Who will fix the road?

Local man laments the sorry state of Cohasset-area road

Using caution is an understatement while driving on Ponderosa Way, according to Doug Laurie. The Paradise man says the road leading to the Ishi Wilderness Area is filled with deep ruts and used for illegal dumping.

Using caution is an understatement while driving on Ponderosa Way, according to Doug Laurie. The Paradise man says the road leading to the Ishi Wilderness Area is filled with deep ruts and used for illegal dumping.

Photo By thomas lawrence

Doug Laurie just wants to hunt and fish at Deer Creek like he used to do with his father.

A resident of Paradise and native Chicoan, Laurie says that the harsh nature of the mountain road Ponderosa Way has made it much more difficult to hunt and fish as he’s always done. It’s nowhere near the place it was when he would spend weekends with his father in the wildnerness in the 1950s and ’60s.

An important gateway to the back country, Ponderosa Way has been left uncared for and damaged, especially from upper Cohasset to the entrance of the Ishi Wilderness Area, by neglect and pollution.

“It hasn’t been maintained in years,” Laurie said. “As you hit the Tehama County line, you run into deep ruts in the road. There are sections where the road is hollowed out with deep lake-like stretches of water that cover the road from edge to edge.”

Laurie said that he spoke to Butte County Supervisor Maureen Kirk about the issue, but she said there was nothing she could do about it, since most of the damage has occurred outside Butte County. Besides, she told him, the county has no money in the budget for road maintenance.

Kirk said in a phone interview that the road is not county owned, and that even she is not sure who currently holds ownership—the Bureau of Land Management or some other entity.

“The county does not take part in Ponderosa Way,” Kirk said. “It’s kind of sketchy as to who owns it. It’s not meant to be a road people use for pleasure.”

Cohasset Road in Chico turns into Ponderosa Way at the north end of the Cohasset community, about 25 miles northeast of Chico, at an elevation of about 3,500 feet, where the paved road turns to dirt. The road runs clear through to Highway 36 and runs along the top of the Ishi Wilderness.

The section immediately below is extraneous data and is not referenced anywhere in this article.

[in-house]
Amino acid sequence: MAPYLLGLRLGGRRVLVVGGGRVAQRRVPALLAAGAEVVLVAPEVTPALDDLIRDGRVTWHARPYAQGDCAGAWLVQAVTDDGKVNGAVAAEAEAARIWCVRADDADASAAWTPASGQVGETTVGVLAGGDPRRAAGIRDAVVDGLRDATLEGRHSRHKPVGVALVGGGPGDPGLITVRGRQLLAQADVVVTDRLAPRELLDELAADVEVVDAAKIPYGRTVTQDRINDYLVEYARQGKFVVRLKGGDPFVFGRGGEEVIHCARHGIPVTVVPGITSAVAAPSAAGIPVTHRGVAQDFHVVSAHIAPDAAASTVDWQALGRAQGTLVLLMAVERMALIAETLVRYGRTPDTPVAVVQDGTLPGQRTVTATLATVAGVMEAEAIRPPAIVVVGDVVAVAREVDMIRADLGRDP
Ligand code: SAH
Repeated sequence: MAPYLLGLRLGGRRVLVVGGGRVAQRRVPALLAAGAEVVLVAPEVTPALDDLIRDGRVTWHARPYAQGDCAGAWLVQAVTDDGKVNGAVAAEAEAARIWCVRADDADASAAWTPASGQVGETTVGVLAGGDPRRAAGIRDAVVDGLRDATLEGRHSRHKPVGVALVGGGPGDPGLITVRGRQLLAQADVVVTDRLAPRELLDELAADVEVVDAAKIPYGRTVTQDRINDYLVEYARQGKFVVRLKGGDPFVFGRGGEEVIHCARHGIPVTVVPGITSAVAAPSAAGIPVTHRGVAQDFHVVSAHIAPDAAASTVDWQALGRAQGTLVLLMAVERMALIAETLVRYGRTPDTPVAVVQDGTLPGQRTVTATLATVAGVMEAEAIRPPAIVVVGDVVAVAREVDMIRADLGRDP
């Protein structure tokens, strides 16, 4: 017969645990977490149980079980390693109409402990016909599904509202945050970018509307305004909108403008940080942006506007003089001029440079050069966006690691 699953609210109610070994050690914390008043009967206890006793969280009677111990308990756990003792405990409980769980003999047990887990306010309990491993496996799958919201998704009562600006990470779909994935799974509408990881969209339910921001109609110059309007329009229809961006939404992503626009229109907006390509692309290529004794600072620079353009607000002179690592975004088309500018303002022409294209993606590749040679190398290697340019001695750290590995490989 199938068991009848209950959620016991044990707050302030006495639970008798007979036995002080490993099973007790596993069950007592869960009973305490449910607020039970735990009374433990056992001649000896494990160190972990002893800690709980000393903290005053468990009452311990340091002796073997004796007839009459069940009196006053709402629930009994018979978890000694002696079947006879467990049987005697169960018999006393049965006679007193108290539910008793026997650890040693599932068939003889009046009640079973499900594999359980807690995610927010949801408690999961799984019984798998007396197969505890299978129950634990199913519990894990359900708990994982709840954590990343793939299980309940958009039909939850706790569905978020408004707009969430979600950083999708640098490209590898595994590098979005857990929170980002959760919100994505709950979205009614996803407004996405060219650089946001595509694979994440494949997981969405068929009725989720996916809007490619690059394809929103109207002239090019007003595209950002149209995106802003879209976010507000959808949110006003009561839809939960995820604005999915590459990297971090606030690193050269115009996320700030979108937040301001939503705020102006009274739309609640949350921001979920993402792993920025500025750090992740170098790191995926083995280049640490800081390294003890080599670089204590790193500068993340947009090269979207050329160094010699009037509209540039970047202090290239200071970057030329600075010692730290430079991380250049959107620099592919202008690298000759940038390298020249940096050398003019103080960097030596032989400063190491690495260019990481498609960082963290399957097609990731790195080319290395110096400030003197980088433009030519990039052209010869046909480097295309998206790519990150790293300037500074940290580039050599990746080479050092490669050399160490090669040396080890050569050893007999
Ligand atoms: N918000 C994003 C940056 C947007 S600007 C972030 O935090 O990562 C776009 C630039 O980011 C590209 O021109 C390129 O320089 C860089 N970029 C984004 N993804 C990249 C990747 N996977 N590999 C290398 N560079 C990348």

Because of its location, Laurie worries for the safety of Cohasset residents.

“If there were a disaster in upper Cohasset, say from the Cohasset School on up … there’s no escape route,” he said. “That road needs to be maintained in excellent condition.”

For those who have enjoyed the Deer Creek and Ishi Wilderness areas for many years, the damage to Ponderosa Way couldn’t be more frustrating. In terms of pollution, there are tires, broken beer bottles, glass, and the like, even at the beginning of the rough stretch of road.

“You’ll see everything from microwave ovens, to TV sets, to computer screens,” Laurie said.

To add to the confusion about Ponderosa Way, which runs jaggedly north-south through much of the Sierra Nevada foothills country, is the mystery of its origin. While Laurie and many others believe it’s an old escape route from World War II—constructed in case the Japanese invaded California—there apparently is no direct proof of it.

Dr. Michael Brodhead, a historian with the U.S. Army Corps of Engineers, researched the subject and couldn’t find any evidence of a direct link between Ponderosa Way and the military.

“A search of several sources turned up no information suggesting that Ponderosa Way was built or developed as an escape route during World War II, I regret to report,” Brodhead said in an e-mail message.

Brodhead said he examined several official Army volumes of war history, research collections, and histories of California engineering without finding anything decisive.

Gary Ross, a unit chief from the Department of Forestry and Fire Protection, outlined the only verifiable history of the road in a 1998 letter. He wrote that in 1934 the federal government had constructed a fuel break, with a truck trail, for approximately 700 miles along the west side of the Sierras—known as “the Ponderosa Truck Trail or Ponderosa Way.”

Regardless of the origin, the uncertainty regarding whose responsibility the road is and the dangers linger deep within the woods.

“It can be a dangerous area,” Laurie said. “The average person probably wouldn’t want to go in there.”

Neither Sierra Pacific Industries, which owns many sections of forest leading up to the Ishi Wilderness, nor supervisors from Tehama County could be reached for comment about Ponderosa Way, but until some entity takes control, the eyesore of this North State wilderness will remain.

“There’s no reason that the roadway should be in the shape it’s in,” Laurie said. “And the darn thing needs to be fixed.”